Remote Access Service (RAS)
The remote server access is set up to handle users, who need access or are seeking access to the network remotely. Remote Access Service (RAS) is usually associated with a firewall server for security. It also requires a router for forwarding the remote access request to another part of the network. Thus, it is also called a Communication Server. The server can also be used as part of a virtual private network.
When dialing in to a network as a remote node, you log into a remote access server. This is often the same server you which provides remote node services across the Internet, via tunneling protocols. A variety of remote access servers is available. In general, organizations use a dedicated server to provide remote node services because it can maintain better security and offer higher performance.
When a Remote Access Service (RAS) server is placed across a slow wide area network link from the data and applications from which the user’s access, the performance would be slower than it would otherwise be. When a RAS server provides services to remote nodes across the Internet, it should be placed near the Internet connection so that it acts as a doorway to the network.
RAS provides the best security for communications between remote LANs. The Modems and RAS have to work together to provide a remote access technology, which works almost every time. This is because the dial-up modem remote access is the best reliable and secure communication.
Point-to-Point Protocol (PPP) Of Remote Access Service (RAS)
The point-to-point protocol was originally intended for the encapsulation of protocol for transporting IP traffic between two peers. The PPP provides a standard method for transporting multi-protocol datagrams over point-to-point links. It is a data link layer protocol in the TCP/IP protocol suite. However, protocols other than IP can also be carried over PPP, including DECnet and Novell’s Internetwork Packet Exchange (IPX). PPP is an addition to TCP/IP that adds two sets of functionality:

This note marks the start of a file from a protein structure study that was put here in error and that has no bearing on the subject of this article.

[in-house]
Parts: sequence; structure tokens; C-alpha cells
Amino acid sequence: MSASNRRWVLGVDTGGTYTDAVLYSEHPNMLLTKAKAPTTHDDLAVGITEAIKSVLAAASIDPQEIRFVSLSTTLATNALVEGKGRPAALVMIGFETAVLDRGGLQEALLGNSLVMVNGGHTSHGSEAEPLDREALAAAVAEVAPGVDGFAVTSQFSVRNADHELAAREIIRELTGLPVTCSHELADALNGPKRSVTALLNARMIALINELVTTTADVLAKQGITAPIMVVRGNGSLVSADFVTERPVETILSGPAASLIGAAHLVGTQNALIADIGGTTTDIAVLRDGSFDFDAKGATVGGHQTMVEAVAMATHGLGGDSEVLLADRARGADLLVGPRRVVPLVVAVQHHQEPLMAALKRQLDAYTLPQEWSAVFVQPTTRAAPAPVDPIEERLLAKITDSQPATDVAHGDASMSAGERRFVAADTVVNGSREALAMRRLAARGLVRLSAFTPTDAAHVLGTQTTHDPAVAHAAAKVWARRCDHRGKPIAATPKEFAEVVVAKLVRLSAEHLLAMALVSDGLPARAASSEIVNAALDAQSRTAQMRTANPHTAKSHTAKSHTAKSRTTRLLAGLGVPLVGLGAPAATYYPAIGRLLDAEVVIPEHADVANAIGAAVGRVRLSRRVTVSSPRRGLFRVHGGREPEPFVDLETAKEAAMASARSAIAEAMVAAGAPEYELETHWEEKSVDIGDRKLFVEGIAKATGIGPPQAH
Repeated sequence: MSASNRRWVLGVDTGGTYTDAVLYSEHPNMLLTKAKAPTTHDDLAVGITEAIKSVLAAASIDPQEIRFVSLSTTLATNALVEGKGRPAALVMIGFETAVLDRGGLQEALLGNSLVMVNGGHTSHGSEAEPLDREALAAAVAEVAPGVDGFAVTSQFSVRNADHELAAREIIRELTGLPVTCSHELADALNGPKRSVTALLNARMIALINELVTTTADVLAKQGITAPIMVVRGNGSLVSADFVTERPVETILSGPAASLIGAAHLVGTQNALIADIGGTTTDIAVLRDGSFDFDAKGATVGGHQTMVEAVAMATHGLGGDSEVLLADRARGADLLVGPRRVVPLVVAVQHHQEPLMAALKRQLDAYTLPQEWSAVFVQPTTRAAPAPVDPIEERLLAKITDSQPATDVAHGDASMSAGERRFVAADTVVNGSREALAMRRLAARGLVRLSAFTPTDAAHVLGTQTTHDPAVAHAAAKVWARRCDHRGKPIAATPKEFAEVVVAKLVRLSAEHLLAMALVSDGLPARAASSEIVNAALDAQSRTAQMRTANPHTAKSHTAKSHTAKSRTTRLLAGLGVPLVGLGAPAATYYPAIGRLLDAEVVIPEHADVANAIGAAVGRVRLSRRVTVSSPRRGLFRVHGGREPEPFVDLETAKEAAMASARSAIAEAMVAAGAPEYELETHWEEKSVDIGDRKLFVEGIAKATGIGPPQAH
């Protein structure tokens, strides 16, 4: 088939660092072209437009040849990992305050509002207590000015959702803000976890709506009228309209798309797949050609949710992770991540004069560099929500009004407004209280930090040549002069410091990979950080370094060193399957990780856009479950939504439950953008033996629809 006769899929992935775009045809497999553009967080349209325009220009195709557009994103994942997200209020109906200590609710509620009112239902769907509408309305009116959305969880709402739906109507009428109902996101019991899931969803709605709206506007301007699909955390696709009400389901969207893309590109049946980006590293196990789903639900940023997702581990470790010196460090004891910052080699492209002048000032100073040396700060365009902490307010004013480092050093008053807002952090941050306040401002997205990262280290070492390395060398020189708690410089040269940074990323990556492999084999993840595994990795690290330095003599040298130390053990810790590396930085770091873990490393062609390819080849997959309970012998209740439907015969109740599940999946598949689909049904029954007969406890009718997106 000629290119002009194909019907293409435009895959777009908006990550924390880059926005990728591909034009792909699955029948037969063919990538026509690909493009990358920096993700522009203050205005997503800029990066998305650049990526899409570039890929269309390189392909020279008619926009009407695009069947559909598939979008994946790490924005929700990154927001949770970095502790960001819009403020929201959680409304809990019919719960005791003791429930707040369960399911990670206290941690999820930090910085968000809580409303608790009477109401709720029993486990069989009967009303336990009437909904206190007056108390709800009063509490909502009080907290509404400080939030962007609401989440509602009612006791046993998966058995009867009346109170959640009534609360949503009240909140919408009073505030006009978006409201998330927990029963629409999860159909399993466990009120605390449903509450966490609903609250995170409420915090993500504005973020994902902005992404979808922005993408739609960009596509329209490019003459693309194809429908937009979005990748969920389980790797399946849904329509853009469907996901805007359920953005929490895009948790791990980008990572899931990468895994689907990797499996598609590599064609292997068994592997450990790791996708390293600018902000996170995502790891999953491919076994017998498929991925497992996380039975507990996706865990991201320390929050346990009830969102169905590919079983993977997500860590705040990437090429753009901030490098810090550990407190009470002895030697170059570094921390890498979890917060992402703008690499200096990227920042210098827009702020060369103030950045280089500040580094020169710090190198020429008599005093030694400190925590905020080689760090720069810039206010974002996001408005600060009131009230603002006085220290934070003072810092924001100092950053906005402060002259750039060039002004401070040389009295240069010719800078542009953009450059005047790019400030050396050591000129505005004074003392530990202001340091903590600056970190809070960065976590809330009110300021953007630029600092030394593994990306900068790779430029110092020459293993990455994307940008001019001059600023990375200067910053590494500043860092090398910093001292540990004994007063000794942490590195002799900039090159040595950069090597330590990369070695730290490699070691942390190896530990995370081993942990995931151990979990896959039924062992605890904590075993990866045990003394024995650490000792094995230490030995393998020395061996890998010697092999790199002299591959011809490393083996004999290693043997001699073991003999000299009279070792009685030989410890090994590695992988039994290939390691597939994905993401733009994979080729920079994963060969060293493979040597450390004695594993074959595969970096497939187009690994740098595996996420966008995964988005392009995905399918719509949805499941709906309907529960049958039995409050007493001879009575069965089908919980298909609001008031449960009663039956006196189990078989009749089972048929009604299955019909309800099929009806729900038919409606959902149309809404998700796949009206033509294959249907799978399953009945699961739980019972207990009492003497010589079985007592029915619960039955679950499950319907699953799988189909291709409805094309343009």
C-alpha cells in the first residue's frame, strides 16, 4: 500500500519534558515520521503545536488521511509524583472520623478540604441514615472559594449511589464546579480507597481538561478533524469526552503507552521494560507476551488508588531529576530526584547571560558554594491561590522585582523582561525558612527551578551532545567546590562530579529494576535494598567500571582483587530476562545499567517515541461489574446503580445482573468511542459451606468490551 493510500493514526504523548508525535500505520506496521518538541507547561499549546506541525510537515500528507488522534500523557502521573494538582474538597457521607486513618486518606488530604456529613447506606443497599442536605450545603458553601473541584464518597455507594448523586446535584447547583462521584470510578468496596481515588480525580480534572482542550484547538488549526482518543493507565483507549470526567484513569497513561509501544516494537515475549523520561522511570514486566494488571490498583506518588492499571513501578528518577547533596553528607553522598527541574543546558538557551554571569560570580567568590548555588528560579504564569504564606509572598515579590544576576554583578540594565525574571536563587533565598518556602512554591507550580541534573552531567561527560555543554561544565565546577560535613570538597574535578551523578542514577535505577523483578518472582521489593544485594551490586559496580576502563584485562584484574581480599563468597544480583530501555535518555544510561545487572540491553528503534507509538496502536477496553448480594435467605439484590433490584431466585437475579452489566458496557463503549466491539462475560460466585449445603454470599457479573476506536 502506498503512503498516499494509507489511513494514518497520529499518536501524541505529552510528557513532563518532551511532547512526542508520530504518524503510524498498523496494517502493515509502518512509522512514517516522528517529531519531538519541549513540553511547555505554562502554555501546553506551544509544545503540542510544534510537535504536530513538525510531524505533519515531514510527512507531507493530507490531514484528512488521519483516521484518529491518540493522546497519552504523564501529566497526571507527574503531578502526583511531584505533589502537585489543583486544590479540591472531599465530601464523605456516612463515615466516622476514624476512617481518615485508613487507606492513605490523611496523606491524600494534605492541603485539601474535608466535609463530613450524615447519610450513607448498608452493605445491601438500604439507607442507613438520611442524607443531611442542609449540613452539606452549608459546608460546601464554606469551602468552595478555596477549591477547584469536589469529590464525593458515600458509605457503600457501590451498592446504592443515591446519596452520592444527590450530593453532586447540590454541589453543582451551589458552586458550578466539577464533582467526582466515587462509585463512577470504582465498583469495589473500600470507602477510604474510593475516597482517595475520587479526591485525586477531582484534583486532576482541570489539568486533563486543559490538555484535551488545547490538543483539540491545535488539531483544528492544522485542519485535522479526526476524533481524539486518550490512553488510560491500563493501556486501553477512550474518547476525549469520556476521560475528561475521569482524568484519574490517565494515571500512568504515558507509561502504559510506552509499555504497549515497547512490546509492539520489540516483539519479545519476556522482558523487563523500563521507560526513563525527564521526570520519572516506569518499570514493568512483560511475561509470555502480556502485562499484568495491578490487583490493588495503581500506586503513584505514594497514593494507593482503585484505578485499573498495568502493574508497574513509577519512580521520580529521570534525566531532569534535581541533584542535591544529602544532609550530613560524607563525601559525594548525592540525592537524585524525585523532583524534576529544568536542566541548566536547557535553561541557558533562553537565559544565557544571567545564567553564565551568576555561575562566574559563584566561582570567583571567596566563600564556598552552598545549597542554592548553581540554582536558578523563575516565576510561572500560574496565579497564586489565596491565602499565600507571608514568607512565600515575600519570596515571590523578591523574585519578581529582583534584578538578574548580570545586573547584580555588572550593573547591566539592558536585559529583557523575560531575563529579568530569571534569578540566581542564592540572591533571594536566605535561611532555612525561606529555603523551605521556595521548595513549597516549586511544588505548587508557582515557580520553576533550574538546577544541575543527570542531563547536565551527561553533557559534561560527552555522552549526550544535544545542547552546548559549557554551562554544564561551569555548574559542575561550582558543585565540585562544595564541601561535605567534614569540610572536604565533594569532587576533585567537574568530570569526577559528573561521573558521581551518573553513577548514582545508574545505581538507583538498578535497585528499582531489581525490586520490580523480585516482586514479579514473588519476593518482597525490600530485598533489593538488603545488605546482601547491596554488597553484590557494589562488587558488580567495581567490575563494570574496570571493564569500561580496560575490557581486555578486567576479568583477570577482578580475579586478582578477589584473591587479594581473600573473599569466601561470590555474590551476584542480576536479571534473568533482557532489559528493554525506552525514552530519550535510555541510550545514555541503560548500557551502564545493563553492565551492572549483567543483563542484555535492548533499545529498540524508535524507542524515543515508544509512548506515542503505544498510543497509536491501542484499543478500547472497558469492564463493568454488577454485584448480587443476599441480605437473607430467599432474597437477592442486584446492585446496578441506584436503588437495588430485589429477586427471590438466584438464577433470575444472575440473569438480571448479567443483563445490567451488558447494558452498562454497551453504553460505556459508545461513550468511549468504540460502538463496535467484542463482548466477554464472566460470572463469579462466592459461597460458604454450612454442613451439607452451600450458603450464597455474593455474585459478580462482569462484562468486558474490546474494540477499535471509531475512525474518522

- It can transmit TCP/IP packets over a serial link
- It has login security
TCP/IP cannot be transmitted over a serial link. This makes it unsuitable for WANs (Wide Area Networks). To make TCP/IP work over these serial links, it is necessary to create a protocol that can transmit TCP/IP packets over serial lines. The two protocols which can perform these are:
- SLIP (Serial Line Internet Protocol)
- PPP (point-to-point protocol)
When serial links that are part of the public telephone system are used, ensure the authenticity of all communications. To this end, PPP incorporates user name and password security. Thus, a router or server receiving a request by means of PPP, where the origin of the request is not secure would require authentication. This authentication is part of PPP. Because of its ability to route TCP/IP packets over serial links and its authentication capabilities, PPP is generally used by Internet Service Providers (ISPS) to allow dial-up users to connect to the Internet.
The main components of PPP are as follows:
It is a method for encapsulating multi-protocol datagrams. The PPP encapsulation provides multiplexing of different network-layer protocols simultaneously over the same link. The PPP encapsulation has been carefully designed to retain compatibility with the most commonly used supporting hardware.
Link Control Protocol
The Link Control Protocol is flexible and portable to a wide variety of environments. It is used to automatically have the same opinion upon the encapsulation format options, handle varying limits on sizes of packets, detect a looped-back link, other common misconfiguration errors, and terminate the link.
Configuration is used by other control protocols such as Network Control Protocols (NCPS). In order to establish communications over a point-to-point link, each end of the PPP link should send the LCP packets to configure and test the data link. After the link is established and optional facilities are negotiated as needed by the LCP, PPP must send NCP packets to choose and configure one or more network-layer protocols. When the network layer protocol is configured, datagrams from each network-layer protocol are sent over the link.
The link will remain configured for communications until precise LCP or NCP packets close the link down, or until some external event like an inactivity timer expires or network administrator intervention occurs.
Flag field indicates the beginning or end of a frame which consists of the binary sequence 01111110.
Address field contains the binary sequence 11111111, the standard broadcast address.
Control field contains the binary sequence 00000011, which calls for transmission of user data in an unsequenced frame.
Protocol field identifies the protocol encapsulated in the information field of the frame.
Information field has zero or more octets which contain the datagram for the protocol specified in the protocol field.
Frame Check Sequence (FCS) field contains normally 16 bits, but for PPP implementations 32-bit FCS can be used for improved error detection.
Serial Line Internet Protocol (SLIP)